The FIFA World Football Museum in Zurich celebrates many of the FIFA World Cup™’s heroes and famous faces. In the World Cup Gallery, every edition has its own showcase, filled with a selection of unique objects that help tell the story of the world’s most popular single sporting event. But when it comes to the showcase on the 2006 World Cup, three names in particular take center stage: Gianluigi Buffon, Andrea Pirlo and Marcello Lippi.
Buffon is a veteran of four FIFA World Cups: 2002, 2006, 2010 and 2014. He was also called up in 1998 but didn’t make an appearance. But it is the tournament that took place in Germany that lingers longest in the memory. And Buffon’s scarlet shirt from that triumphant 2006 campaign now takes pride of place in the museum.
A goalkeeper in imperious form, he conceded just one goal from open play throughout the entire 2006 World Cup; a sliced Cristian Zaccardo own goal in the Group E clash against USA.
The one-handed save he made in the Final to keep out a Zinedine Zidane header with the score level was just one of his many tournament highlights – though the mercurial French playmaker had beaten him earlier with a chipped penalty. This was the only other goal that Buffon conceded, excluding penalty shootouts, over the course of the tournament.
His towering performances saw him named the tournament’s best goalkeeper and, with these statistics, he was the obvious candidate for this award.
For Pirlo, there can be no greater reminder of his passing mastery than the pair of boots that he wore throughout that 2006 World Cup. And what a tournament he had, being named Germany 2006’s third-best player behind Fabio Cannavaro and Zidane.
A metronomic presence, the then 27-year-old was Italy’s main attacking threat throughout the tournament. After scoring Italy’s first goal, a long-range effort against Ghana in the team’s opening game, Pirlo went on to assist four others and won a tournament-high three man-of-the-match awards – including for the Final itself.
Perhaps his most significant contribution, however, came with his no-look pass to assist Fabio Grosso, 119 minutes deep into the semi-final against Germany.
Picking up the loose ball from a corner - awarded after his own stinging shot - the midfielder found time for five touches, despite facing four defenders intent on stopping him. He waited, then waited some more, delaying the release of the ball until the perfect moment.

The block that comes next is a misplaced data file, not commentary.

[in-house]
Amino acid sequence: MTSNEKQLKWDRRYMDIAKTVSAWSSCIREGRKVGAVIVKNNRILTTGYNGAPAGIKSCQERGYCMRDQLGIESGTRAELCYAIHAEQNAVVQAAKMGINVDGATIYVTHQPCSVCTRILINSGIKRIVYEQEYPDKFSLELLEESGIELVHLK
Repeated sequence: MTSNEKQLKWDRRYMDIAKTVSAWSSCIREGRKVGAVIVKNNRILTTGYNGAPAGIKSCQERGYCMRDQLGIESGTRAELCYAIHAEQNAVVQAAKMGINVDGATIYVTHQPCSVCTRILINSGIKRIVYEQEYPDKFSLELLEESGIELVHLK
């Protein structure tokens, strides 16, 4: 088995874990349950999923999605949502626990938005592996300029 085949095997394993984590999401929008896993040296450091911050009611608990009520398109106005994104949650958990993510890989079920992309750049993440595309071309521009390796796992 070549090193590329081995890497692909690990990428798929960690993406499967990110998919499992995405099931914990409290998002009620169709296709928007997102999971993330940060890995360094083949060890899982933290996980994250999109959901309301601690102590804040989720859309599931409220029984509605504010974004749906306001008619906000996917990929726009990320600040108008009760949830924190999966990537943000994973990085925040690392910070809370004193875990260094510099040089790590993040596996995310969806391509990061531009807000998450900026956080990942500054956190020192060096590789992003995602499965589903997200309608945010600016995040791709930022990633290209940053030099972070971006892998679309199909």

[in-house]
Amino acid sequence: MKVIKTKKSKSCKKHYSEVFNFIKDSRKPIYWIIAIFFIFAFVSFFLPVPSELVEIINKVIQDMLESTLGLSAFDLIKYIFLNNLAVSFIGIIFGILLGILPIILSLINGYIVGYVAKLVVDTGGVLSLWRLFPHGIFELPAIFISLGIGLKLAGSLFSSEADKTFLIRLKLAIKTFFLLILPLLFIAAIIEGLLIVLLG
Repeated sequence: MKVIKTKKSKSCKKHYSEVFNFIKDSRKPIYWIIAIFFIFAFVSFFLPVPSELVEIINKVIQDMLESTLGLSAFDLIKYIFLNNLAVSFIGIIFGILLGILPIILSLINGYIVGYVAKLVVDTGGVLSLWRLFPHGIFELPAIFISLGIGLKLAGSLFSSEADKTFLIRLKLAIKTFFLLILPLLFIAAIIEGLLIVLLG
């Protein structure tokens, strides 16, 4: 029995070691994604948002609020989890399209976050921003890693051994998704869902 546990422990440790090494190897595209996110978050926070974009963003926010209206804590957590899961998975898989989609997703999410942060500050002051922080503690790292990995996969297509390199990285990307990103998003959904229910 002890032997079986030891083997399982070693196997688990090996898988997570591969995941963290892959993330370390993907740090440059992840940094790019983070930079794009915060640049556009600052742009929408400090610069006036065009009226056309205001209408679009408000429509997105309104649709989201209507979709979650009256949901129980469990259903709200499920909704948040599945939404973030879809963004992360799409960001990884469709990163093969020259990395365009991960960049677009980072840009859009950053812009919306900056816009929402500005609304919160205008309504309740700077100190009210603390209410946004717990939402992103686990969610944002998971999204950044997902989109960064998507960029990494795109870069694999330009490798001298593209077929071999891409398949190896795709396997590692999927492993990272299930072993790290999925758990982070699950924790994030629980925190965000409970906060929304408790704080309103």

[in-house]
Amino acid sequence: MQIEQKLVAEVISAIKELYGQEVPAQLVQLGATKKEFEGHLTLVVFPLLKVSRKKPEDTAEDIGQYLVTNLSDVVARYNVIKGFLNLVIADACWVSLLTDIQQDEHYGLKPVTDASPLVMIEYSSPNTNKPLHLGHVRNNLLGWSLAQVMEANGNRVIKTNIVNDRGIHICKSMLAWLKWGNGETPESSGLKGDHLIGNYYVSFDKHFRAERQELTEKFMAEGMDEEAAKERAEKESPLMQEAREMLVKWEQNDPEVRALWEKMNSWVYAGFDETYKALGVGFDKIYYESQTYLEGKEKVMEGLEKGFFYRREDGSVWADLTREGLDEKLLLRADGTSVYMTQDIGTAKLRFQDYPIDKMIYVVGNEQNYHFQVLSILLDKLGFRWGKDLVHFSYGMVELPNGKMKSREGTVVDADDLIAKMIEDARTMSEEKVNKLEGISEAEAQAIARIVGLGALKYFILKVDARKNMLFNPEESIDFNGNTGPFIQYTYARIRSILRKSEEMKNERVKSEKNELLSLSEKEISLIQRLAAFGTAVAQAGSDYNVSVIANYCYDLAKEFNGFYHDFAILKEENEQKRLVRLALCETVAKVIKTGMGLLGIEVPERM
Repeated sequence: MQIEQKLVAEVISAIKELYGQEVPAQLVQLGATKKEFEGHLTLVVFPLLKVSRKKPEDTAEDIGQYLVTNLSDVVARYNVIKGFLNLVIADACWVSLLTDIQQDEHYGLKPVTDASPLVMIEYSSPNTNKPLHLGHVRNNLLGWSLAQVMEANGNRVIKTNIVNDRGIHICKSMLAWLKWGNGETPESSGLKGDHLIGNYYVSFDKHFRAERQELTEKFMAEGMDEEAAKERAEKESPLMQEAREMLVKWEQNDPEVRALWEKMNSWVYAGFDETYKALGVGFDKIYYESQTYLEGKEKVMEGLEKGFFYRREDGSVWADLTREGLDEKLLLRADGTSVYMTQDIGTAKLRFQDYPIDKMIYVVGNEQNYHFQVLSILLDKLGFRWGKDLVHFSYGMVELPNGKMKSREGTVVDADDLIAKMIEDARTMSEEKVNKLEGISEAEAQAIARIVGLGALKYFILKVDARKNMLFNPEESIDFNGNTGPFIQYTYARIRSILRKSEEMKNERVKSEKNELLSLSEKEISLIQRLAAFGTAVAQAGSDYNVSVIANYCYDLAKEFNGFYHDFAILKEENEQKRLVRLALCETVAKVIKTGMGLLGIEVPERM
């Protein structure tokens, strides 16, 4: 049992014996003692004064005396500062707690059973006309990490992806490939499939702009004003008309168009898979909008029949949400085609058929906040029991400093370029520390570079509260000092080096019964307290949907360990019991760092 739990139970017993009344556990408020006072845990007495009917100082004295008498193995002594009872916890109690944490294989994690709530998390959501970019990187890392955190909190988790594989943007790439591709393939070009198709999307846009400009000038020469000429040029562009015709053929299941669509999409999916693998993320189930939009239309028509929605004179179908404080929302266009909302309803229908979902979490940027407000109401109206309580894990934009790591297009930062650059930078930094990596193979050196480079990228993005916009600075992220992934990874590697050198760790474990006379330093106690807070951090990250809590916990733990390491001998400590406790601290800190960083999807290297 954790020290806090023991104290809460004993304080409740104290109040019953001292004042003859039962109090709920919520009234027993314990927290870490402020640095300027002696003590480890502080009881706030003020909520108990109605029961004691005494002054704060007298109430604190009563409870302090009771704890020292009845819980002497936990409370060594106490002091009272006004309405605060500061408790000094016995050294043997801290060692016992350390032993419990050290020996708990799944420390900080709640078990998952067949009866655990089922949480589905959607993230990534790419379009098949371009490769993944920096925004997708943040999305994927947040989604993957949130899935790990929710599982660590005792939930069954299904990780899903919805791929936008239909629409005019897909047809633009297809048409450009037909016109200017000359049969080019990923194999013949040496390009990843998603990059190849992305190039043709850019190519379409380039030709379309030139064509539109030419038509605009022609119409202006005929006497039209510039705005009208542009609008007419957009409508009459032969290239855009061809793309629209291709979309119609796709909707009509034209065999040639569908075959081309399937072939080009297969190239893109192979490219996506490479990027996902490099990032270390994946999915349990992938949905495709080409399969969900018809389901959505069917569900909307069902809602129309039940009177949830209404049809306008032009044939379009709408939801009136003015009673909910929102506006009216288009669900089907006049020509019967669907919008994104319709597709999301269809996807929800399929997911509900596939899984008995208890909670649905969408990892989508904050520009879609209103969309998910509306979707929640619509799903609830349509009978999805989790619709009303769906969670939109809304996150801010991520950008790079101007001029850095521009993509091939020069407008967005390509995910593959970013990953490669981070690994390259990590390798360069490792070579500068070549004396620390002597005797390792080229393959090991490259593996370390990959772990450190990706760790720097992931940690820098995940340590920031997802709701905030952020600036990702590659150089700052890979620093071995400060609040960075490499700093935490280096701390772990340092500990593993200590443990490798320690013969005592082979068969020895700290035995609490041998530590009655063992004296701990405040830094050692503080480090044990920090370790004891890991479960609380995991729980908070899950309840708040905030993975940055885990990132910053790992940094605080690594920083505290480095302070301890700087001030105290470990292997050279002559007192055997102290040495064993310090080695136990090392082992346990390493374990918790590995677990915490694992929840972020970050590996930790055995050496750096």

When it came, his pass cuts through the Germans, finding an unmarked Grosso inside the box. The left back duly curled his first-time shot into the corner of the net, and reeled off in celebrations reminiscent of Marco Tardelli in 1982.
A beautiful goal, crafted by the right boot of Andrea Pirlo. A boot that is now on show for all sports fans in Zurich.
It seems like the entire globe watches the World Cup, but nobody sees the tournament and its teams quite like their managers. On this note, it is the glasses of Marcello Lippi that are honoured at the museum – and there is a unique story behind to them too.
Ten years earlier, Lippi successfully led Juventus to the final of the 1995/6 UEFA Champions League. Playing against Ajax, his side took an early lead but the Dutch side drew level to force extra-time and then penalties – which Juventus won 4-2.
Amid the chaos of the resulting celebrations Lippi lost his glasses. He would later find them lying shattered on the pitch.
In 2006, he would not make the same error. Despite having guided his country to its first World Cup title for 24 years, Lippi maintained his composure. While being wildly congratulated by his team after Grosso's winning penalty, he coolly removed his glasses and placed them carefully on the substitute’s bench.
In a funny way, it's almost a measure of the man; he learned from past experiences and came up with a strategy to make sure mistakes would not be repeated. In doing so, he guided his team to lift the World Cup trophy - and saved his glasses too. The same pair of glasses that you see in the museum’s showcase.